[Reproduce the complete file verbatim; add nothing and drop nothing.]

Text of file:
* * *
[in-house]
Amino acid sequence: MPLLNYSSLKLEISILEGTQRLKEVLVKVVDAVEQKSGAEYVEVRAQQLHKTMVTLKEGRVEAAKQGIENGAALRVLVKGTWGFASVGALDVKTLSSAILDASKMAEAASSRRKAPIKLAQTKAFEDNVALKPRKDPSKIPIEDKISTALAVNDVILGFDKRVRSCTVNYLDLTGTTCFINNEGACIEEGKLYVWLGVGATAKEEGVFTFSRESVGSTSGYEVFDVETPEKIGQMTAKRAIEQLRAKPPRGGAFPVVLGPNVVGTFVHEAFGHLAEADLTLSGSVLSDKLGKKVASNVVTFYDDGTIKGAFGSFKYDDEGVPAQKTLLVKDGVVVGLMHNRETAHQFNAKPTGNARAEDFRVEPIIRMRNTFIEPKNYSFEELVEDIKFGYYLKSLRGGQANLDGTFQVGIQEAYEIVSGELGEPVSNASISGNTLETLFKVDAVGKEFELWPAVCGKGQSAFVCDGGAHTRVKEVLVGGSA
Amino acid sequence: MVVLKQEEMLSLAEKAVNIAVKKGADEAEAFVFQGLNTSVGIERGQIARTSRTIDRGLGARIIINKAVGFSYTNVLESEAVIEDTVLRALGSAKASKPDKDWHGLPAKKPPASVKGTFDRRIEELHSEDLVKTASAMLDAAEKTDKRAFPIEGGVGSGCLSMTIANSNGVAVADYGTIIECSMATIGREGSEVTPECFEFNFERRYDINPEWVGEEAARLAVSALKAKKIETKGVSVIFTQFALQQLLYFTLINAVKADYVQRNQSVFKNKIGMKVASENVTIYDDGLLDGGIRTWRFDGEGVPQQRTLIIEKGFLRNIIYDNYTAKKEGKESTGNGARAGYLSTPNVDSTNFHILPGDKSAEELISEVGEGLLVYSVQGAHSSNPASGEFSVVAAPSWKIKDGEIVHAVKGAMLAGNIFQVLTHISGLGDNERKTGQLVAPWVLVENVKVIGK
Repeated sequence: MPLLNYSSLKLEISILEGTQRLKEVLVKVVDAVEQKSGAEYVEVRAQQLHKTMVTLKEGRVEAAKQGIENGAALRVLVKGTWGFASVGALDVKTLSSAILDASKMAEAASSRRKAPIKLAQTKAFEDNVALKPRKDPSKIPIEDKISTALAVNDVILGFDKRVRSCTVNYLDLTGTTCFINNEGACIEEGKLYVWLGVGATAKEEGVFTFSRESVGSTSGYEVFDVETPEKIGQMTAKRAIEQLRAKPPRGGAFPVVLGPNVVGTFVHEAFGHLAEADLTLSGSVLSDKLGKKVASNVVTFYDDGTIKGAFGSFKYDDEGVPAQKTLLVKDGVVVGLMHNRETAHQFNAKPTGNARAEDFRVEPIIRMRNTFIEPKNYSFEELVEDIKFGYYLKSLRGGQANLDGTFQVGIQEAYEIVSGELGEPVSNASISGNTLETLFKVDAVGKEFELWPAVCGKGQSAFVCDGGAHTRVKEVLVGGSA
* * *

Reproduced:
[in-house]
Amino acid sequence: MPLLNYSSLKLEISILEGTQRLKEVLVKVVDAVEQKSGAEYVEVRAQQLHKTMVTLKEGRVEAAKQGIENGAALRVLVKGTWGFASVGALDVKTLSSAILDASKMAEAASSRRKAPIKLAQTKAFEDNVALKPRKDPSKIPIEDKISTALAVNDVILGFDKRVRSCTVNYLDLTGTTCFINNEGACIEEGKLYVWLGVGATAKEEGVFTFSRESVGSTSGYEVFDVETPEKIGQMTAKRAIEQLRAKPPRGGAFPVVLGPNVVGTFVHEAFGHLAEADLTLSGSVLSDKLGKKVASNVVTFYDDGTIKGAFGSFKYDDEGVPAQKTLLVKDGVVVGLMHNRETAHQFNAKPTGNARAEDFRVEPIIRMRNTFIEPKNYSFEELVEDIKFGYYLKSLRGGQANLDGTFQVGIQEAYEIVSGELGEPVSNASISGNTLETLFKVDAVGKEFELWPAVCGKGQSAFVCDGGAHTRVKEVLVGGSA
Amino acid sequence: MVVLKQEEMLSLAEKAVNIAVKKGADEAEAFVFQGLNTSVGIERGQIARTSRTIDRGLGARIIINKAVGFSYTNVLESEAVIEDTVLRALGSAKASKPDKDWHGLPAKKPPASVKGTFDRRIEELHSEDLVKTASAMLDAAEKTDKRAFPIEGGVGSGCLSMTIANSNGVAVADYGTIIECSMATIGREGSEVTPECFEFNFERRYDINPEWVGEEAARLAVSALKAKKIETKGVSVIFTQFALQQLLYFTLINAVKADYVQRNQSVFKNKIGMKVASENVTIYDDGLLDGGIRTWRFDGEGVPQQRTLIIEKGFLRNIIYDNYTAKKEGKESTGNGARAGYLSTPNVDSTNFHILPGDKSAEELISEVGEGLLVYSVQGAHSSNPASGEFSVVAAPSWKIKDGEIVHAVKGAMLAGNIFQVLTHISGLGDNERKTGQLVAPWVLVENVKVIGK
Repeated sequence: MPLLNYSSLKLEISILEGTQRLKEVLVKVVDAVEQKSGAEYVEVRAQQLHKTMVTLKEGRVEAAKQGIENGAALRVLVKGTWGFASVGALDVKTLSSAILDASKMAEAASSRRKAPIKLAQTKAFEDNVALKPRKDPSKIPIEDKISTALAVNDVILGFDKRVRSCTVNYLDLTGTTCFINNEGACIEEGKLYVWLGVGATAKEEGVFTFSRESVGSTSGYEVFDVETPEKIGQMTAKRAIEQLRAKPPRGGAFPVVLGPNVVGTFVHEAFGHLAEADLTLSGSVLSDKLGKKVASNVVTFYDDGTIKGAFGSFKYDDEGVPAQKTLLVKDGVVVGLMHNRETAHQFNAKPTGNARAEDFRVEPIIRMRNTFIEPKNYSFEELVEDIKFGYYLKSLRGGQANLDGTFQVGIQEAYEIVSGELGEPVSNASISGNTLETLFKVDAVGKEFELWPAVCGKGQSAFVCDGGAHTRVKEVLVGGSA